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Music Producers: Let's talk about the 5%

By Maya Kubisa


Photo Credit: Anthony Citro


‘In the music industry only 5% of all music producers and engineers are female’


The lack of female representation amongst those who produce music is something that is only just being discussed within the industry and there are very few articles on this matter in mainstream media.


It's been almost 16 years since a woman had been represented in the producer of the year category at the Grammy Nominations. The production of a record is a fundamental part of the creative process, could it be that women are not creative?!? We know that’s not the case! The Grammy’s have a huge gender gap over overall, 10.4% of Grammy Nominees from 2013-2019 were female and 89.6% were male (data gathered by Dr Stacy Smith for the USC Anne Berg Inclusion Initiative: assets.uscannenberg.org ).


A lot of notable albums have all been produced by men. Famously, George Martin produced Abbey Road with the Beatles in the 70’s and yet virtually no women have done anything on that same, seismic scale? Why is the number of women producing popular music still so low? The technical side of the music industry is still associated with men as said by producer Alex Hope, "We just learn early on that it's a man's job to be at the ­mixing desk." (for billboard magazine; billboard.com/female-music-producers ).


As part of my dissertation research on the "under representation of female producers" (2019) at Birmingham City University I came across statistics gathered by SoundGirls Organisation. Amongst a variety of damning figures, the killer stat was that female producers and audio engineers only account for 5% of all producers/engineers. I found that a lot of the reason for such lack of female representation is largely due to societal assumptions about women. Women are seen to be incapable or uninterested by technology. (see study by Tara Rodgers Pink Noises: Women On Electronic Music and Sound).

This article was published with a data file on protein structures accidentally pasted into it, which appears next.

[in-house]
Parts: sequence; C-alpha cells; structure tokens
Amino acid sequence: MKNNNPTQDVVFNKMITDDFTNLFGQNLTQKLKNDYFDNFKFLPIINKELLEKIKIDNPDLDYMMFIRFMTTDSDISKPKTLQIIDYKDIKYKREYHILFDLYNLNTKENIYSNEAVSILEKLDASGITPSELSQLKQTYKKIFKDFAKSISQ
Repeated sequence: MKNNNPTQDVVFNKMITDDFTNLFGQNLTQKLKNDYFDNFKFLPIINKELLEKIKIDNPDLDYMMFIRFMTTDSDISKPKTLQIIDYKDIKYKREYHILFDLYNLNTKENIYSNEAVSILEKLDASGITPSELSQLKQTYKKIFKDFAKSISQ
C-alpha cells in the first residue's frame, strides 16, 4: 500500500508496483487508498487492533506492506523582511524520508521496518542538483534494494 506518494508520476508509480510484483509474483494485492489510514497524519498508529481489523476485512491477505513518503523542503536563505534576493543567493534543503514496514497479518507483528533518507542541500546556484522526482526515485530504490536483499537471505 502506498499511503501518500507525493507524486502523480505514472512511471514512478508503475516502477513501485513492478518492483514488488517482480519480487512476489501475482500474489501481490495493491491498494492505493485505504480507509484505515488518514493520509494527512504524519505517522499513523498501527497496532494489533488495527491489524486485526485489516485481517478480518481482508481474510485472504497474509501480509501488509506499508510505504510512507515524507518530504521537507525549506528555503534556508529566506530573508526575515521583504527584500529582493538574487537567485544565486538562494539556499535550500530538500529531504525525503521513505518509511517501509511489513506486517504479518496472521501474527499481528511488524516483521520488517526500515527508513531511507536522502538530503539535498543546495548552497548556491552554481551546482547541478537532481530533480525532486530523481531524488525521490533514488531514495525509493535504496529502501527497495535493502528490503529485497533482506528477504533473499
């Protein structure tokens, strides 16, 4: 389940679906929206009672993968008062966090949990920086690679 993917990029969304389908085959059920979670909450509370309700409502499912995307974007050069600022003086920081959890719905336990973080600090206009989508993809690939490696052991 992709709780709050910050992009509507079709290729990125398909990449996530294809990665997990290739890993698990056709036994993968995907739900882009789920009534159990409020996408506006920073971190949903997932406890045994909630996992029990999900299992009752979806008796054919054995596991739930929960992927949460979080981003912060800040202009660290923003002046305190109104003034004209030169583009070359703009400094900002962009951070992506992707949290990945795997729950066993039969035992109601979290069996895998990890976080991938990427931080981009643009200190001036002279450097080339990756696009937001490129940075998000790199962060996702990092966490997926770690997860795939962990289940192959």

Additionally, there are plenty of female producers around who are producing fantastic work but with little recognition: Lind Perry (Pink, Christina Agulara), Sylvia Massy (Tool, Red hot Chilli Peppers), Parnell (Bjork, The XX), Emily Lazar (Foo Fighters, Sia) and Catherine Marks (The Killers, Wolf Alice) to name a few!


Georgia Barnes, known by her mononym Georgia is a music producer, singer song writer and drummer, she’s just come out with a brand-new album seeking thrills. Georgia’s been producing in the industry for a long time, yet it’s only this year that I’ve seen her name pop up in the media. It seems to take a lot more work for women to get the recognition they deserve as if it wasn’t already hard enough to be in the music industry.


From my reading and interviews with female produces, what I found was a call to educate young girls about the fact women can be music producers. This was summarised beautifully by Becky Willard, music producer and owner of Vox Fox Studios, in her interview with me: “Education is so crucial! Even now, in this very year, young women are not being targeted by commercial music programs for engineering and producing. Many young women who are interested in music as a career only see the option as “artist” when I’ll bet there’s a good handful of them that would absolutely love the studio process more than cutthroat world of being a performing artist. But the option is never shown to them so they don’t envision themselves going there.”

Sexual harassment is also rampant within the music industry and it is hard to ignore the link between this and the male majority. According to the report by USC Annenberg (Inclusion Initiative) 83% of the 75 songwriters and producers they interviewed felt that they or another woman experience discomfort in the studio and 39% of those women felt objectified. The production process is creatively challenging and an intimate process between the artist and producer. It seems this intimacy can be taken too far. Despite this I do think things are starting to shift and change but it’s taking a while for female producers such as Ebonie Smith and Georgia to be recognised for their great work. The conversation is growing even if the industry is slow to catch up.




USC Annenberg Report: http://assets.uscannenberg.org/

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